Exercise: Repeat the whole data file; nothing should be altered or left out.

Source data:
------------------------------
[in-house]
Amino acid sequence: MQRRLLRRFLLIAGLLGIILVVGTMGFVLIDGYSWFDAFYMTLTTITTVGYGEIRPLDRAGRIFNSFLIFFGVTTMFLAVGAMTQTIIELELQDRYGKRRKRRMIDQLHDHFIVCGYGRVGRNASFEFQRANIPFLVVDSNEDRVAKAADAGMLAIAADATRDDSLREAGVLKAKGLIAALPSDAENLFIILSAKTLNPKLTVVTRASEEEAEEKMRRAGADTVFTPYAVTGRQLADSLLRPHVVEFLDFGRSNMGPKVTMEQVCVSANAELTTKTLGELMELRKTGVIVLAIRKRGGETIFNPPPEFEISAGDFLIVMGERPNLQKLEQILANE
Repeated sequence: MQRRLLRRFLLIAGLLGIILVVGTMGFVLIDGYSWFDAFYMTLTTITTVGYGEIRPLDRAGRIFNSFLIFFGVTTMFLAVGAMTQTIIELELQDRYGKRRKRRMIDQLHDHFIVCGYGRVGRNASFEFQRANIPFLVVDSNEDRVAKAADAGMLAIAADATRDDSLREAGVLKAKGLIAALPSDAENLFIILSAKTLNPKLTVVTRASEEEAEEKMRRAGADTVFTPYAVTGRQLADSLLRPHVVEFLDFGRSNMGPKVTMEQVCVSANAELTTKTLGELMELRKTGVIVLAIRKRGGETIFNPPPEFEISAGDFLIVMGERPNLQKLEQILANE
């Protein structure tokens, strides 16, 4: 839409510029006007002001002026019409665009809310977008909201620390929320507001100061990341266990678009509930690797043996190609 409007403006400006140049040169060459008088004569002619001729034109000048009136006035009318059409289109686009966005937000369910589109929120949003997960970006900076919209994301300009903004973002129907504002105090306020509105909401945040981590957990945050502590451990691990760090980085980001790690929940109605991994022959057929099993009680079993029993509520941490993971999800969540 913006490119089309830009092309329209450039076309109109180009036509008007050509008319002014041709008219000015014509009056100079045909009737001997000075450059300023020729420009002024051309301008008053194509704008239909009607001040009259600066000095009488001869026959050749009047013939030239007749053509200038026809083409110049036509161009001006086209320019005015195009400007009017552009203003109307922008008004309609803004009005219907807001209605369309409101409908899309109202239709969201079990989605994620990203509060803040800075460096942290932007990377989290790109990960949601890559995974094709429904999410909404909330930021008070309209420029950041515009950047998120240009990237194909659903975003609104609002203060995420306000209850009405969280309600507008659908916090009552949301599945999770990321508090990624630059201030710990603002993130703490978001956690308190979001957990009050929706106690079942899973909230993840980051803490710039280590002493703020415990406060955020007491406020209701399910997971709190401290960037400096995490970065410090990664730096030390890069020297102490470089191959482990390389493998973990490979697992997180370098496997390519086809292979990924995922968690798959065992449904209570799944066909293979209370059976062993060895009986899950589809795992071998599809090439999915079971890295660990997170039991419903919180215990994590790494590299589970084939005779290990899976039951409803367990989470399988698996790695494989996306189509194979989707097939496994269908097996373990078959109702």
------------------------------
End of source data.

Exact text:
[in-house]
Amino acid sequence: MQRRLLRRFLLIAGLLGIILVVGTMGFVLIDGYSWFDAFYMTLTTITTVGYGEIRPLDRAGRIFNSFLIFFGVTTMFLAVGAMTQTIIELELQDRYGKRRKRRMIDQLHDHFIVCGYGRVGRNASFEFQRANIPFLVVDSNEDRVAKAADAGMLAIAADATRDDSLREAGVLKAKGLIAALPSDAENLFIILSAKTLNPKLTVVTRASEEEAEEKMRRAGADTVFTPYAVTGRQLADSLLRPHVVEFLDFGRSNMGPKVTMEQVCVSANAELTTKTLGELMELRKTGVIVLAIRKRGGETIFNPPPEFEISAGDFLIVMGERPNLQKLEQILANE
Repeated sequence: MQRRLLRRFLLIAGLLGIILVVGTMGFVLIDGYSWFDAFYMTLTTITTVGYGEIRPLDRAGRIFNSFLIFFGVTTMFLAVGAMTQTIIELELQDRYGKRRKRRMIDQLHDHFIVCGYGRVGRNASFEFQRANIPFLVVDSNEDRVAKAADAGMLAIAADATRDDSLREAGVLKAKGLIAALPSDAENLFIILSAKTLNPKLTVVTRASEEEAEEKMRRAGADTVFTPYAVTGRQLADSLLRPHVVEFLDFGRSNMGPKVTMEQVCVSANAELTTKTLGELMELRKTGVIVLAIRKRGGETIFNPPPEFEISAGDFLIVMGERPNLQKLEQILANE
């Protein structure tokens, strides 16, 4: 839409510029006007002001002026019409665009809310977008909201620390929320507001100061990341266990678009509930690797043996190609 409007403006400006140049040169060459008088004569002619001729034109000048009136006035009318059409289109686009966005937000369910589109929120949003997960970006900076919209994301300009903004973002129907504002105090306020509105909401945040981590957990945050502590451990691990760090980085980001790690929940109605991994022959057929099993009680079993029993509520941490993971999800969540 913006490119089309830009092309329209450039076309109109180009036509008007050509008319002014041709008219000015014509009056100079045909009737001997000075450059300023020729420009002024051309301008008053194509704008239909009607001040009259600066000095009488001869026959050749009047013939030239007749053509200038026809083409110049036509161009001006086209320019005015195009400007009017552009203003109307922008008004309609803004009005219907807001209605369309409101409908899309109202239709969201079990989605994620990203509060803040800075460096942290932007990377989290790109990960949601890559995974094709429904999410909404909330930021008070309209420029950041515009950047998120240009990237194909659903975003609104609002203060995420306000209850009405969280309600507008659908916090009552949301599945999770990321508090990624630059201030710990603002993130703490978001956690308190979001957990009050929706106690079942899973909230993840980051803490710039280590002493703020415990406060955020007491406020209701399910997971709190401290960037400096995490970065410090990664730096030390890069020297102490470089191959482990390389493998973990490979697992997180370098496997390519086809292979990924995922968690798959065992449904209570799944066909293979209370059976062993060895009986899950589809795992071998599809090439999915079971890295660990997170039991419903919180215990994590790494590299589970084939005779290990899976039951409803367990989470399988698996790695494989996306189509194979989707097939496994269908097996373990078959109702």